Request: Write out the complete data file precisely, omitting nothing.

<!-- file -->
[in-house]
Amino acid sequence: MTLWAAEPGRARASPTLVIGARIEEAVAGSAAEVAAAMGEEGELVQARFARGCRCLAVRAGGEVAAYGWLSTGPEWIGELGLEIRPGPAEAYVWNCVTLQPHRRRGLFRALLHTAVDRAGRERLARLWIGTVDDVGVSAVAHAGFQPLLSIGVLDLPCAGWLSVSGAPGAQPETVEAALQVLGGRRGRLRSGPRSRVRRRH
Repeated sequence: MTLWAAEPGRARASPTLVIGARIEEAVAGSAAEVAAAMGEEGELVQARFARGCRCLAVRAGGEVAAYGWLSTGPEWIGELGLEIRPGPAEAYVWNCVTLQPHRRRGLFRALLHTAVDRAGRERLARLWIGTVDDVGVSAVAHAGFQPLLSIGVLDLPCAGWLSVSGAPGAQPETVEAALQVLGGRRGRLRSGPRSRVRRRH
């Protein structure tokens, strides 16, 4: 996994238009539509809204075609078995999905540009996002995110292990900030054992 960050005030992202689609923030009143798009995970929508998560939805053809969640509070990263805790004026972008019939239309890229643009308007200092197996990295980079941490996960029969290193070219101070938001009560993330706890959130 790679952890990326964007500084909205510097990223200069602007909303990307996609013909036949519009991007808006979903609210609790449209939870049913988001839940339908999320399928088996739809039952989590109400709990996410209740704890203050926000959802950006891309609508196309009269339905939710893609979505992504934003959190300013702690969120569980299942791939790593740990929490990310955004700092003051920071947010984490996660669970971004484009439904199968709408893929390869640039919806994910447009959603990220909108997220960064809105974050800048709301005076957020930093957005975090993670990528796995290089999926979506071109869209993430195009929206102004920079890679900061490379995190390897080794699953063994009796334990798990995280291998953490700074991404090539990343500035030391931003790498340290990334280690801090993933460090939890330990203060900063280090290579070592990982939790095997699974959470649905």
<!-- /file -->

[in-house]
Amino acid sequence: MTLWAAEPGRARASPTLVIGARIEEAVAGSAAEVAAAMGEEGELVQARFARGCRCLAVRAGGEVAAYGWLSTGPEWIGELGLEIRPGPAEAYVWNCVTLQPHRRRGLFRALLHTAVDRAGRERLARLWIGTVDDVGVSAVAHAGFQPLLSIGVLDLPCAGWLSVSGAPGAQPETVEAALQVLGGRRGRLRSGPRSRVRRRH
Repeated sequence: MTLWAAEPGRARASPTLVIGARIEEAVAGSAAEVAAAMGEEGELVQARFARGCRCLAVRAGGEVAAYGWLSTGPEWIGELGLEIRPGPAEAYVWNCVTLQPHRRRGLFRALLHTAVDRAGRERLARLWIGTVDDVGVSAVAHAGFQPLLSIGVLDLPCAGWLSVSGAPGAQPETVEAALQVLGGRRGRLRSGPRSRVRRRH
């Protein structure tokens, strides 16, 4: 996994238009539509809204075609078995999905540009996002995110292990900030054992 960050005030992202689609923030009143798009995970929508998560939805053809969640509070990263805790004026972008019939239309890229643009308007200092197996990295980079941490996960029969290193070219101070938001009560993330706890959130 790679952890990326964007500084909205510097990223200069602007909303990307996609013909036949519009991007808006979903609210609790449209939870049913988001839940339908999320399928088996739809039952989590109400709990996410209740704890203050926000959802950006891309609508196309009269339905939710893609979505992504934003959190300013702690969120569980299942791939790593740990929490990310955004700092003051920071947010984490996660669970971004484009439904199968709408893929390869640039919806994910447009959603990220909108997220960064809105974050800048709301005076957020930093957005975090993670990528796995290089999926979506071109869209993430195009929206102004920079890679900061490379995190390897080794699953063994009796334990798990995280291998953490700074991404090539990343500035030391931003790498340290990334280690801090993933460090939890330990203060900063280090290579070592990982939790095997699974959470649905």